I believe that the primary purpose of artistic creation is an essentially transcendental one:  to establish bonds with our fellow sentient beings, to transcend the hopelessness of our singularity and the transience of mortality as a means by which to satiate that universal longing for companionship, and in companionship, to derive an even greater meaning from the mystery of existence. Human beings are, after all, social creatures, a fact evidenced in no small part by the observation of a certain phenomenon at the level of the brain, an organ whose amazing complexity is underlain by the indubitability of a chemical make-up that makes pair-bonding an almost unconquerable desire.

Poetry is everywhere. It may be found wherever one may happen to look. It is not only words, but it is silence as well. It is music. It is the falling leaves and the changing of the seasons. It is the feeling of insignificance one feels when observing a sunset on a mountaintop or enveloped within the gloaming in the countryside. It is sex. It is the warmth of a lover’s embrace, the sound of her breathing as she falls asleep beside of you, the kisses you exchange upon waking. Poetry is found in dreams. With this short film I wanted to create poetry with technology, and in so doing, to form a multi-media amalgamation, because I have never been content to work in one medium. My desire to connect with others is too great and it cannot be restricted. I filmed this. I edited it. I directed it. I wrote the music, which is, by the way, a lullabye I composed for a little girl, still a baby, too small to worry herself with ideas of beauty or entropy. But one way or another I will find you. I will make you love me, hate me, want me, forget me, reject me, resent me, need me. I want to make you feel something. This might be our only chance at intimacy. I am letting you into my soul, if that is indeed what I have, and if that is what guides me in my artistic endeavors. And I only ask one thing in return:  that you post one thing for which you are thankful, just one in lieu of an admission ticket to my beautiful fucking film. After all, it is that time of the season. But I don’t care about that. There is never a time not to share something.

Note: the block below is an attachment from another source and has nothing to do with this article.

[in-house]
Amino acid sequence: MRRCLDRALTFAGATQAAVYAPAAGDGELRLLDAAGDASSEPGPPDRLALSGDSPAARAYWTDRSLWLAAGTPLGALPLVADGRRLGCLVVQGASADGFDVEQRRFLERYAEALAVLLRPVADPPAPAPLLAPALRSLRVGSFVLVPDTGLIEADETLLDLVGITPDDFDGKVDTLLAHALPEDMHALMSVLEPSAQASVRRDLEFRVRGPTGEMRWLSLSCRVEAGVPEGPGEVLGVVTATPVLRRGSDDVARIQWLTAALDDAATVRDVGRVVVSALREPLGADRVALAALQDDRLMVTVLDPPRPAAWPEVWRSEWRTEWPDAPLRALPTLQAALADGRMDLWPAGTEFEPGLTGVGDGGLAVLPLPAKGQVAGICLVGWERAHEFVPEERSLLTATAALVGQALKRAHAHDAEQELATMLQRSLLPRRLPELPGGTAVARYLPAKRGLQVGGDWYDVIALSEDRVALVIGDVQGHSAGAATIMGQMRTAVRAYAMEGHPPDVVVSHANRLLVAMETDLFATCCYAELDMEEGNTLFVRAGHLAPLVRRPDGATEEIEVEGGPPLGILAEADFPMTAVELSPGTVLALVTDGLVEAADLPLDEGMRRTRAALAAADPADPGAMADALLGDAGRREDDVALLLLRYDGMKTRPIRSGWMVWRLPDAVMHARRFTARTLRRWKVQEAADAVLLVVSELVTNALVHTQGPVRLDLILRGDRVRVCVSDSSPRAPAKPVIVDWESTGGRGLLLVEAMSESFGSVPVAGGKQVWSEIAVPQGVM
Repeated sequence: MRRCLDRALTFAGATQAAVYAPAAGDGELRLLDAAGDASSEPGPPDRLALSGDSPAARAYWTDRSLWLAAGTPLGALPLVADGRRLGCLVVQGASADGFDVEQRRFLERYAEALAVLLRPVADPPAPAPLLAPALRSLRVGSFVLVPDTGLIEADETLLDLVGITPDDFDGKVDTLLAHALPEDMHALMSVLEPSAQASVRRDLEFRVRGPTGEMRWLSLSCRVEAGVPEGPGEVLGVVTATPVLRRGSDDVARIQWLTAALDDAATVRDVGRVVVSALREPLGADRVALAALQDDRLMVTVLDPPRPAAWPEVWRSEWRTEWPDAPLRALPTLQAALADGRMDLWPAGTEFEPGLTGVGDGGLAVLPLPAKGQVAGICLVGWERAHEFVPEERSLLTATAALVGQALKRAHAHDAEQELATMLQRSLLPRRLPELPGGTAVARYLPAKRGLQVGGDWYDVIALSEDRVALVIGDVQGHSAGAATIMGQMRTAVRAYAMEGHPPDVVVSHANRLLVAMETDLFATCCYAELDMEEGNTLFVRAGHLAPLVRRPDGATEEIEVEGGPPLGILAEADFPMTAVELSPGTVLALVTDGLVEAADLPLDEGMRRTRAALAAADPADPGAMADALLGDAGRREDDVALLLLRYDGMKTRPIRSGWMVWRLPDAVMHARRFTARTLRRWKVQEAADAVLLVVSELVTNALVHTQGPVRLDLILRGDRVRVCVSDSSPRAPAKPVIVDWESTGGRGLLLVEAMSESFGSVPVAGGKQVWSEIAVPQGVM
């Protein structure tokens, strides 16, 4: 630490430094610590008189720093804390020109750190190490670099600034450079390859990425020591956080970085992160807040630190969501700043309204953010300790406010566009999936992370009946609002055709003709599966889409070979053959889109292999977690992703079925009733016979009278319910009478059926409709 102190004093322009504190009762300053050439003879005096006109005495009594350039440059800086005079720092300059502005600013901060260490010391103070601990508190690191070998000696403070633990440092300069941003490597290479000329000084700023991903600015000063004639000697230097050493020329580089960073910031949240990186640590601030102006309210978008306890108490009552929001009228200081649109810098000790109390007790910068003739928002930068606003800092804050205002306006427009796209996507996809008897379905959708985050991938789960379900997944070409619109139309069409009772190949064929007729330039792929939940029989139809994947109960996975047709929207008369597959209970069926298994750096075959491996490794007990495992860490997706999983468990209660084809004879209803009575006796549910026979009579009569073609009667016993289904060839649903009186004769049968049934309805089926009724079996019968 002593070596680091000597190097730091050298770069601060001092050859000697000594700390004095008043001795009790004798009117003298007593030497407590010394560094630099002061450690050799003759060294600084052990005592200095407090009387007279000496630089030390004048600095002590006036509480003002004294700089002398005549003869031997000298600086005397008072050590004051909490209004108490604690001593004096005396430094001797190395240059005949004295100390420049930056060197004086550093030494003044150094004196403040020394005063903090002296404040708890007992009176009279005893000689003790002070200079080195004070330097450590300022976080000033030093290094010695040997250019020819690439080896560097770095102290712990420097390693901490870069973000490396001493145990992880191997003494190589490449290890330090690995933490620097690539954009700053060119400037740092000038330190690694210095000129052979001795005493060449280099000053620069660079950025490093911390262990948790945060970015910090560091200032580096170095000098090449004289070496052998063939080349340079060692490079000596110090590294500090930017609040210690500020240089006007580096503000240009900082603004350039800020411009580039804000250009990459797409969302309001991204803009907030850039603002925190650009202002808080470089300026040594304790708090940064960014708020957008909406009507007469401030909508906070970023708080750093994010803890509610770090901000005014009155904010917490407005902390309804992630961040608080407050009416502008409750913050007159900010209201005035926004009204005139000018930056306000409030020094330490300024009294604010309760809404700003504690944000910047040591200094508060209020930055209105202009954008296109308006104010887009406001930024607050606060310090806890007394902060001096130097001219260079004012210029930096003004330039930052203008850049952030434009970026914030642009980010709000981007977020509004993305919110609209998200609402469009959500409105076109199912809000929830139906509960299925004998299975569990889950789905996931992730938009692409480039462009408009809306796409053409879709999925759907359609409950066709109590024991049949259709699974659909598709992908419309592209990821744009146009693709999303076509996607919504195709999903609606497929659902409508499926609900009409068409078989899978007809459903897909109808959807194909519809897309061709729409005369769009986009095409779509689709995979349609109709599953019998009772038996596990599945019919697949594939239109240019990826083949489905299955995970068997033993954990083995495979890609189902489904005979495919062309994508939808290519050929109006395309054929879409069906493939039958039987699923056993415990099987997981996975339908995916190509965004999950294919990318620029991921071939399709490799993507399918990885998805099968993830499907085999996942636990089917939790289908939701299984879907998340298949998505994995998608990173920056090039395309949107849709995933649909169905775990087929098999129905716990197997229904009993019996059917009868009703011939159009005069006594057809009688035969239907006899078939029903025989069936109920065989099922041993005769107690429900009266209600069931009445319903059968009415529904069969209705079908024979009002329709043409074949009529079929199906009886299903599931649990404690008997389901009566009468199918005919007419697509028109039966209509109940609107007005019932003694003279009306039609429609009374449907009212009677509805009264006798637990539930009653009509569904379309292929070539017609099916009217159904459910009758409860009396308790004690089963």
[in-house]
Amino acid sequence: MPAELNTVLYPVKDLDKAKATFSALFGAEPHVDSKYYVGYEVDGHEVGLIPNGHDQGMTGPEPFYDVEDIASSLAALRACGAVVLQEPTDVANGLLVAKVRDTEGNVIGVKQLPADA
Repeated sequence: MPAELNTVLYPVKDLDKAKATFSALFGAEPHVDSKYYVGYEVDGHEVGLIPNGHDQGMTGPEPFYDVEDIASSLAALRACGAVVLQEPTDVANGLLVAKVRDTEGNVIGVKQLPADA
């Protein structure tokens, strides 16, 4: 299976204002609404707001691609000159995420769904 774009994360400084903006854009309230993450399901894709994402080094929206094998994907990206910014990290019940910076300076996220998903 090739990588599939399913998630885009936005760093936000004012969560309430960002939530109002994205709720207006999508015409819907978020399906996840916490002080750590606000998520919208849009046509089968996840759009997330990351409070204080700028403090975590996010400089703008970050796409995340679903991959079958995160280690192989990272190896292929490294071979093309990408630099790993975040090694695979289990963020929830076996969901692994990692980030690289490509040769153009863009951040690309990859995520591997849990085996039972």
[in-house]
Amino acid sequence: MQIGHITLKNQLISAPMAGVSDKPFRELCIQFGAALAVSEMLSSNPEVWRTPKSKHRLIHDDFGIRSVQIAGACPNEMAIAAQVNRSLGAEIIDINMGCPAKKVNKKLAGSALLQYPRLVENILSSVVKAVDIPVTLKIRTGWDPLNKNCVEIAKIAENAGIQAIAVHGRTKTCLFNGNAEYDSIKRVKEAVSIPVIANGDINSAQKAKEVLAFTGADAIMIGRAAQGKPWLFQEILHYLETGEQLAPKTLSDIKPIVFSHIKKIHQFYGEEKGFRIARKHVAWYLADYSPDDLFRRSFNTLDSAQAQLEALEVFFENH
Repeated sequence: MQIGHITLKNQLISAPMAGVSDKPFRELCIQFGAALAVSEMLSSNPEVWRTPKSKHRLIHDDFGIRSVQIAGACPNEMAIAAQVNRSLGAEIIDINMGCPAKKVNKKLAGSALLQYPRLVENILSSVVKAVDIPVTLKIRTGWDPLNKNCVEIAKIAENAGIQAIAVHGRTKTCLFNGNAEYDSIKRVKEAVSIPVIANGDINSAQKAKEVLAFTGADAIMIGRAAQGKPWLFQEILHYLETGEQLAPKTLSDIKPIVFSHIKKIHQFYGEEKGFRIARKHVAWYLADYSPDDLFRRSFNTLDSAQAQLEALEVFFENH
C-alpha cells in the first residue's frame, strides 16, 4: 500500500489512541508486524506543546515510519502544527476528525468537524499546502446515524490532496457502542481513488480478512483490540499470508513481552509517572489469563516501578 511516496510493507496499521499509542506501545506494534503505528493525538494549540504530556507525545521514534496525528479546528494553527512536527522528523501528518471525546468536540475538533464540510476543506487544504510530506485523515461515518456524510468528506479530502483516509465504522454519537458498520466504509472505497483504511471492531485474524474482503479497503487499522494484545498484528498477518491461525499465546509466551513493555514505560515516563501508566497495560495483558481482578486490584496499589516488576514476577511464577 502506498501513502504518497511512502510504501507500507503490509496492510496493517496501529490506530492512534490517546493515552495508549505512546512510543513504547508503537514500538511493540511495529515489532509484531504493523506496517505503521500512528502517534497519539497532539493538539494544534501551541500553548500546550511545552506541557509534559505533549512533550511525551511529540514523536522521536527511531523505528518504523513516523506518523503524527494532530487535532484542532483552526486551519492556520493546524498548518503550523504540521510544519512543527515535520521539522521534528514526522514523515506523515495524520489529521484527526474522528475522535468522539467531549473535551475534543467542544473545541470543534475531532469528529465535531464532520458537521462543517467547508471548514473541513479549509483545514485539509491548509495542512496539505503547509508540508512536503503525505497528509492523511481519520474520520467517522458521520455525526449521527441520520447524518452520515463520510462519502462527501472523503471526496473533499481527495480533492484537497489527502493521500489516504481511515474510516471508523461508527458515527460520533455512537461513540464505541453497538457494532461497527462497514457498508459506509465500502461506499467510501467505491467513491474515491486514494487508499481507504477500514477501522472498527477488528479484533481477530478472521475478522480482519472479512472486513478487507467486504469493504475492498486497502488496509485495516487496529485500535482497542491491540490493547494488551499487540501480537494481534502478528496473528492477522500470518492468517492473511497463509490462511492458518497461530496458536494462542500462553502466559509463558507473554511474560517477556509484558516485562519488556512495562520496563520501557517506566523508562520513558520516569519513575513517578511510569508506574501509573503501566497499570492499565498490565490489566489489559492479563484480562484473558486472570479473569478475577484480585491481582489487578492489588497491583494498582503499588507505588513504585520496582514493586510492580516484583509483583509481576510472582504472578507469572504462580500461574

The film you are about to see is a parallel of life itself. It is, at its core, a series of randomized images I happened to collect while out wandering by myself in the countryside. Post-Partum Blues is an exercise in serendipity, in realizing the beauty that exists in accident and ceasing to take it for granted. And we all are, both you and I, products of accidental occurrences, and if it is only in this respect that we form a human connection, if we never share a single moment together, a laugh, a tear, or a hug, we will always have this nature of accident to bind us, to unite us in the ever-increasing entropy of the universe we share. People come and go in a person’s life like the passing of the seasons, and who is to say if it might or might not rain today? Perhaps you just might feel a tiny raindrop on your cheek.

Watch the short film by following this link: